Use FET compressor to add punch to drums, vocals and just about any other track that needs a little extra snap to it. Try turning the compressor off by deselecting all of the ratio buttons and insert it on a bus (or even the master chain) to add only the character of it. The most famous FET compressor is most definitely the iconic UREI 1176 Limiting Amplifier.
We haven’t been able to find a good free 1176 compressor plugin, though Minimal System Groups’ Punch Compressor is a pretty good 1176 emulator and will only set you back the price of a cappuccino (well depending on where you live). Check it out below:
Punch Compressor is only available for Windows 32-bit VST. For a more complete solution compatible with mac and windows 32 and 64 bit, check out Comp FET 76 by Arturia, though this will set you back more than a coffee.
Opto (Optical Compressor)
The Opto compressor is slow acting and smooth in contrast to the two previous compressors and offers a more musical type of gain reduction. It is slow, 10 milliseconds attack and seemingly 2-stage release makes it more suitable for use on signals without sudden transient spikes such as strings, guitar and bass. If you want to compress anything naturally and musically, this is the compressor for the task. Newer emulations of optical compressors may have faster response times and with careful adjustments can even be used on drums.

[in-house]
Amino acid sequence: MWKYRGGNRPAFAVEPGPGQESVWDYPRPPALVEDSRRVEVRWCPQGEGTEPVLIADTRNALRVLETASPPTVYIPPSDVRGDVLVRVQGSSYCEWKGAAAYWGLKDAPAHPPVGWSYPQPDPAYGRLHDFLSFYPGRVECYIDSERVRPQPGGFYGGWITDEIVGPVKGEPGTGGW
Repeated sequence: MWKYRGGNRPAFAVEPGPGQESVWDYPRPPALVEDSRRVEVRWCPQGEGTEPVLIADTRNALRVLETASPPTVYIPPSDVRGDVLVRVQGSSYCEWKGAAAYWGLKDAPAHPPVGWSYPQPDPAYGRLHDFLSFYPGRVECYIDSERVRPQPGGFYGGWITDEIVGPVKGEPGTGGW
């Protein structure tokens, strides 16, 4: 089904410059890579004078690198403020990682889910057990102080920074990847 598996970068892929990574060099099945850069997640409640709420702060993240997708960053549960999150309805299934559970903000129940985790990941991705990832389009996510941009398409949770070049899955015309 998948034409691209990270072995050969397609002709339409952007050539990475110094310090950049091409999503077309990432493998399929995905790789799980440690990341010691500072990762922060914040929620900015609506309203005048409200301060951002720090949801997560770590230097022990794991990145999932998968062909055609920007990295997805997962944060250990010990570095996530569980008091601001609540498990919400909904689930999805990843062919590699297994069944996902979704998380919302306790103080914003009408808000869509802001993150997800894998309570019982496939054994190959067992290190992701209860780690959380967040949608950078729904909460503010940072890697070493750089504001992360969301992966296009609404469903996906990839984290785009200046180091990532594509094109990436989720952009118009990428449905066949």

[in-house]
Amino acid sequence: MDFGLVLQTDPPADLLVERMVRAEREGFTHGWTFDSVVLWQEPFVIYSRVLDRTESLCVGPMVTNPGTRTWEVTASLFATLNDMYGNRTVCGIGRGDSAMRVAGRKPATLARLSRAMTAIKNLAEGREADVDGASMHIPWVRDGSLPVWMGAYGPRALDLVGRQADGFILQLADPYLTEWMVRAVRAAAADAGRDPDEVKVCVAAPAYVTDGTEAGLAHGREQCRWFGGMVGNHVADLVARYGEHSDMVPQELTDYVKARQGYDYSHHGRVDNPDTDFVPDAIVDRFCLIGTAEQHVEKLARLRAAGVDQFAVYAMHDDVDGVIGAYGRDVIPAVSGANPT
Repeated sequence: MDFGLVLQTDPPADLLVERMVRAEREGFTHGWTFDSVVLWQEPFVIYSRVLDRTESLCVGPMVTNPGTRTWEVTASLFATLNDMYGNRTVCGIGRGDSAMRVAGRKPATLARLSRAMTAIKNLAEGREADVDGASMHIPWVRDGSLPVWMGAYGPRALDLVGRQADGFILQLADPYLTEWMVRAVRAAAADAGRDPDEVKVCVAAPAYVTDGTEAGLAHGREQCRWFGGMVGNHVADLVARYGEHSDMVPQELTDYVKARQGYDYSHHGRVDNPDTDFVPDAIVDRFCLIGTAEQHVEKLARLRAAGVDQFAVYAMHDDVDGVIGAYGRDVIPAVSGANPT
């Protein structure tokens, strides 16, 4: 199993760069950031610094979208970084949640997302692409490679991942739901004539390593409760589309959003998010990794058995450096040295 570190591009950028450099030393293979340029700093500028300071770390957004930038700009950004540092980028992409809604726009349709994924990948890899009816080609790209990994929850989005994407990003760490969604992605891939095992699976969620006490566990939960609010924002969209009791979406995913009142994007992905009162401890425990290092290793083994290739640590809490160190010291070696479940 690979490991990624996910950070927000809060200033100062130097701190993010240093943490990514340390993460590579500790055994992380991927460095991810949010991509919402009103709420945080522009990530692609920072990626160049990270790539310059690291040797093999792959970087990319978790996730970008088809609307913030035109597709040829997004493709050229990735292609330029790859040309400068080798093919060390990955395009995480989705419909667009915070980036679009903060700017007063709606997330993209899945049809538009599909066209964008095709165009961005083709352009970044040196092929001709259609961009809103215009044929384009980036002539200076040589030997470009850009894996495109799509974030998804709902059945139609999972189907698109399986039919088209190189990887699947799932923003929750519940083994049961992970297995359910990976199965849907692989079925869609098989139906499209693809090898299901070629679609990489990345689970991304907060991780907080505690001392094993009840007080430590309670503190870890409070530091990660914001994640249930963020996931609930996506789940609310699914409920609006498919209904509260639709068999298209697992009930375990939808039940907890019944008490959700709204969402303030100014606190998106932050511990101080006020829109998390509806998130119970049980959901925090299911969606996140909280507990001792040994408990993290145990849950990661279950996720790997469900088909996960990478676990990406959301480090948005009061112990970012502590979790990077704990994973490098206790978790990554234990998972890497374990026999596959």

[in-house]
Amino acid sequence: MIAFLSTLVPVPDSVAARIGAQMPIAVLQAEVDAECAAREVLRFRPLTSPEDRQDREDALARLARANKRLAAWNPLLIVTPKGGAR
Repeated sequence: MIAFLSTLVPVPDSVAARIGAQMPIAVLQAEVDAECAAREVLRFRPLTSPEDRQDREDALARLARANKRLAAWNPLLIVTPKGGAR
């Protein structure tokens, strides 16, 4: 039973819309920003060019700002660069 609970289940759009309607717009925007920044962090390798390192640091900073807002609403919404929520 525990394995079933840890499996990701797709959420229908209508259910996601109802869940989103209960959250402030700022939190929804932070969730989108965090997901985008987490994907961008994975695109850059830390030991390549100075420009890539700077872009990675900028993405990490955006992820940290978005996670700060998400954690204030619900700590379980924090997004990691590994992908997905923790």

Although optical compressors are very transparent, they do add pumping to low end signals. However, you could use a high pass side chain filter to control this. Optical compressors are more “RMS” style as they work throughout a mix to even out the average levels in a track or complete song.
Use an optical compressor on the mix bus and/or instrument bus to even out the dynamics of an entire song without affecting transients. The most notable compressor in this category is the legendary Teletronix LA-2A.
Now for the best 5 compressor freebies:
Molot by Vladg Sound
Want some serious character to your mix?
Look no further than the Molot compressor. This offers a tube powered type of compression that adds a lot of color to everything and has a massive sound with lots of very useful controls for getting your signal just right.
If you’re a beginner then this isn’t the plugin for you as it can be difficult to dial in the sound you want.
I love the GUI and it comes in 2 flavors: English and Russian. Only the names display differently in the 2 versions, besides that, everything else is exactly the same.
Here is a video from Point Blank showing how to tame this beast:
Molot Compressor is available for Windows 32/64-bit VST & Mac OS X 32/64-bit VST/AU.